Critics claim Bersins’ policies were alienating the public and sacrificing comprehensive education for a narrow literacy focus. Retired educator Ernie McCray put it this way,
As a principal when he was at the helm of San Diego City Schools I saw him dismiss people’s concerns and ideas as though he was trying to set a “Guinness record for ignoring people.”
At a meeting in my neighborhood at the beginning of his term he literally turned his back to Latino activist friends of mine because he didn’t “respect” them or their questions. That sure showed.
He took us principals on a yacht cruise around the harbor and before we had barely sailed he made it clear that parents would have very little to say regarding what happened in our schools. Wasn’t long before that was old news.
After seven years, the school board makeup changed and Bersin was out of a job. His supporters (or those who support his methods) are still unhappy about the change. A group calling itself ‘San Diegans 4 Great Schools’ surfaced after months of shadowy meetings to issue a critical report on the San Diego Unified School District back in July. At a press conference group leaders called SDUSD a “failing school district”. Having lost their battles at the school board level, they’ve been bantering about “reforms in governance”, including having the Mayor take over the schools (he’s not interested) and expanding the school board’s size though appointments rather than elections.
Actually, test scores went up during the Bersin era. And they’ve gone up in the post-Bersin era. But up is relative, and nobody’s rushing about ready to claim that SDUSD is setting any kind of records with these scores, even if they are near the top of heap for schools in California cities.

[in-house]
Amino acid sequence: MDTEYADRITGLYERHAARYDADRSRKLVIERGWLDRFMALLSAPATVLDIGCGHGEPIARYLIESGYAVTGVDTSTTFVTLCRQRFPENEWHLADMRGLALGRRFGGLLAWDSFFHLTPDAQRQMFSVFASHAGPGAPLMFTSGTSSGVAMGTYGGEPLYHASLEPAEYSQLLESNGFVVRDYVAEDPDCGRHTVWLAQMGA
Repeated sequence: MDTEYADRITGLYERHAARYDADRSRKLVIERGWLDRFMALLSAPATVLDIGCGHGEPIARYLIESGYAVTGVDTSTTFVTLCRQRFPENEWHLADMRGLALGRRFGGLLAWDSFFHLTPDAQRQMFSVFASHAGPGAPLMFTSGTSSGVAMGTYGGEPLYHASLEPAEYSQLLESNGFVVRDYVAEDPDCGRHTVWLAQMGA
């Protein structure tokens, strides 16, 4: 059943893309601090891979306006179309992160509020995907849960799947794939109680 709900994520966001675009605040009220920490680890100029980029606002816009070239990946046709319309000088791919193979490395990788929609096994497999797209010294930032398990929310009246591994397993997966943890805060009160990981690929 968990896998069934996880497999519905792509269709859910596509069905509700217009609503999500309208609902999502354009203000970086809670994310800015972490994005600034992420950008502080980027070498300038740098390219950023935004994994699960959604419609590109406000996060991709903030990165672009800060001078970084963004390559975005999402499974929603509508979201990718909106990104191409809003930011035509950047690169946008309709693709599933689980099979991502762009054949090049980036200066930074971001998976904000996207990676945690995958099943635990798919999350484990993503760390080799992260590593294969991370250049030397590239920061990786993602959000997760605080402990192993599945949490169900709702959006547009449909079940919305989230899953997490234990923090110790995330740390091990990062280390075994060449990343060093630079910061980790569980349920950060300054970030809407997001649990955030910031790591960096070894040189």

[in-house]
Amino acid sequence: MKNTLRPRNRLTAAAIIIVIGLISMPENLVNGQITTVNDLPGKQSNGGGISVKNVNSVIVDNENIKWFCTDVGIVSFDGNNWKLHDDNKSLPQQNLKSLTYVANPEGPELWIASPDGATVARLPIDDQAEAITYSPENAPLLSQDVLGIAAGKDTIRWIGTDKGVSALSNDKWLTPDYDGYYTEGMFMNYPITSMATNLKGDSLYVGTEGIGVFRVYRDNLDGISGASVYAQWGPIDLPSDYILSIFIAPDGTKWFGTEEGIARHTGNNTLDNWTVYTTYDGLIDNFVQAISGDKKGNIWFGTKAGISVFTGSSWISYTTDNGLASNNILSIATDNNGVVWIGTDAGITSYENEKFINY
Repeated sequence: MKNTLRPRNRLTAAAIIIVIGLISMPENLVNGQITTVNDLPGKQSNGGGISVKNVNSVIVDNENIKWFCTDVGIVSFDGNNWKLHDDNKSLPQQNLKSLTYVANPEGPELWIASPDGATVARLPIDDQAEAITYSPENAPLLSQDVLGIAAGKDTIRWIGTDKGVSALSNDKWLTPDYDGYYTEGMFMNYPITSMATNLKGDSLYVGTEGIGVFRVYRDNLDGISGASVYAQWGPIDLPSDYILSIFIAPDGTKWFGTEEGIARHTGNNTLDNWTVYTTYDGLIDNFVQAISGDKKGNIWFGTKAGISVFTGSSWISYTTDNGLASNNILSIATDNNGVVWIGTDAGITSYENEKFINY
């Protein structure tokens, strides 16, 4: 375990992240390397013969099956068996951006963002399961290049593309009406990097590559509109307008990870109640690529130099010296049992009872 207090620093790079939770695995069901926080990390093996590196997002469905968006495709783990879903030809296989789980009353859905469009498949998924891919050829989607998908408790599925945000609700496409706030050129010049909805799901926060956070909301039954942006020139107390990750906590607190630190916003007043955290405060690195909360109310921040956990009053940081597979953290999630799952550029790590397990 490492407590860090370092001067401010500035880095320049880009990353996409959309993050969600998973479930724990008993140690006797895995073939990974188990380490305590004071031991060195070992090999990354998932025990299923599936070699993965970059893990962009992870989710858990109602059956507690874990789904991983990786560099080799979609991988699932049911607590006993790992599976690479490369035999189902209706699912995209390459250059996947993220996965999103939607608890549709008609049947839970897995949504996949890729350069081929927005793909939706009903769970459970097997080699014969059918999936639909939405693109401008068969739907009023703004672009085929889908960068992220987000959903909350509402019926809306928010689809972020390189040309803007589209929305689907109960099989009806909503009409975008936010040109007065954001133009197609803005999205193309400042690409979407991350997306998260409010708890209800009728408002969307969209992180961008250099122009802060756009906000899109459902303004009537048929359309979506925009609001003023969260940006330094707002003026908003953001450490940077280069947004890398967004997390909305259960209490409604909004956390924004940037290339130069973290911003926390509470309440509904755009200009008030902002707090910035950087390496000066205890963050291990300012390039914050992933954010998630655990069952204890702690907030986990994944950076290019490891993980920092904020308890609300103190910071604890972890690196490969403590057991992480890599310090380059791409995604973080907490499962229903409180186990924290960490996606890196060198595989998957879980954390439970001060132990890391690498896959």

The big deal about the Bersin era in San Diego was that it was, in many ways, a preview of the various kinds of reform programs that have been rolled out nation-wide over the past decade. It was a “top-down” system that was overly reliant on test scores. When teachers, principles and students protested the system, their protests were seen as “proof” that “reforms” were working.
The current management at the school district has been the object of a ceaseless campaign, mostly led by the daily newspaper, to paint it as a tool of the evil teachers union. It’s a typical U-T smear job, whereby facts that don’t fit with their narrative are ignored and the bully pulpit of the editorial page is used whenever possible to remind their readers about their point of view. The SDUSD plan for local schools and parent groups to be key players in local academic programs—Vision 2020—has been given exactly one paragraph near the end of one news story. The district’s refusal to sign on for RTTT has merited numerous stories and editorials.
Once again I’ve blabbed on for too long, so we’ll take a look at the San Diego Unified grand plan for saving our schools in yet another installment of this tome.